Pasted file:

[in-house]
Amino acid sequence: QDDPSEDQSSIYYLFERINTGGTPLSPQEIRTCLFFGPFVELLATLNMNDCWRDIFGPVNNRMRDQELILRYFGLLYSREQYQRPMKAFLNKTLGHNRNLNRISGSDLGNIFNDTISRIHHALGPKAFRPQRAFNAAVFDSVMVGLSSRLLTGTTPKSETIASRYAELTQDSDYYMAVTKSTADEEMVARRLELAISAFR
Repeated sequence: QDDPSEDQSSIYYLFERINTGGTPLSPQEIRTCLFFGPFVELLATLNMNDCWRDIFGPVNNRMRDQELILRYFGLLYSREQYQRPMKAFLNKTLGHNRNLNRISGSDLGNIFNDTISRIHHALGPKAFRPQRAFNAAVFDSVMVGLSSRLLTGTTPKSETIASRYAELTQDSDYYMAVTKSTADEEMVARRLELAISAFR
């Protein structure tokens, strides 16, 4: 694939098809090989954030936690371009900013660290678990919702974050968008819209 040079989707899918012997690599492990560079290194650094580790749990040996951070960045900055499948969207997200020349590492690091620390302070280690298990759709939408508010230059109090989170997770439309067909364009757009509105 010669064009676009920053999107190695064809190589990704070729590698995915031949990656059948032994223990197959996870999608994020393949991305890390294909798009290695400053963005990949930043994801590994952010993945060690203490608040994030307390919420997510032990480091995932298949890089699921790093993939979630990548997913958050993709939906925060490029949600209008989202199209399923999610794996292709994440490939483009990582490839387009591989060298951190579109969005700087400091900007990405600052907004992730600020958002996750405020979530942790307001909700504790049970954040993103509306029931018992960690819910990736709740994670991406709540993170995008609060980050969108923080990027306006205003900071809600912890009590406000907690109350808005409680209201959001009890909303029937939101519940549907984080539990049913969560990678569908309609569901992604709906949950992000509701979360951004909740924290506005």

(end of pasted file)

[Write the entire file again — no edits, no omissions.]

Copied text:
[in-house]
Amino acid sequence: QDDPSEDQSSIYYLFERINTGGTPLSPQEIRTCLFFGPFVELLATLNMNDCWRDIFGPVNNRMRDQELILRYFGLLYSREQYQRPMKAFLNKTLGHNRNLNRISGSDLGNIFNDTISRIHHALGPKAFRPQRAFNAAVFDSVMVGLSSRLLTGTTPKSETIASRYAELTQDSDYYMAVTKSTADEEMVARRLELAISAFR
Repeated sequence: QDDPSEDQSSIYYLFERINTGGTPLSPQEIRTCLFFGPFVELLATLNMNDCWRDIFGPVNNRMRDQELILRYFGLLYSREQYQRPMKAFLNKTLGHNRNLNRISGSDLGNIFNDTISRIHHALGPKAFRPQRAFNAAVFDSVMVGLSSRLLTGTTPKSETIASRYAELTQDSDYYMAVTKSTADEEMVARRLELAISAFR
């Protein structure tokens, strides 16, 4: 694939098809090989954030936690371009900013660290678990919702974050968008819209 040079989707899918012997690599492990560079290194650094580790749990040996951070960045900055499948969207997200020349590492690091620390302070280690298990759709939408508010230059109090989170997770439309067909364009757009509105 010669064009676009920053999107190695064809190589990704070729590698995915031949990656059948032994223990197959996870999608994020393949991305890390294909798009290695400053963005990949930043994801590994952010993945060690203490608040994030307390919420997510032990480091995932298949890089699921790093993939979630990548997913958050993709939906925060490029949600209008989202199209399923999610794996292709994440490939483009990582490839387009591989060298951190579109969005700087400091900007990405600052907004992730600020958002996750405020979530942790307001909700504790049970954040993103509306029931018992960690819910990736709740994670991406709540993170995008609060980050969108923080990027306006205003900071809600912890009590406000907690109350808005409680209201959001009890909303029937939101519940549907984080539990049913969560990678569908309609569901992604709906949950992000509701979360951004909740924290506005």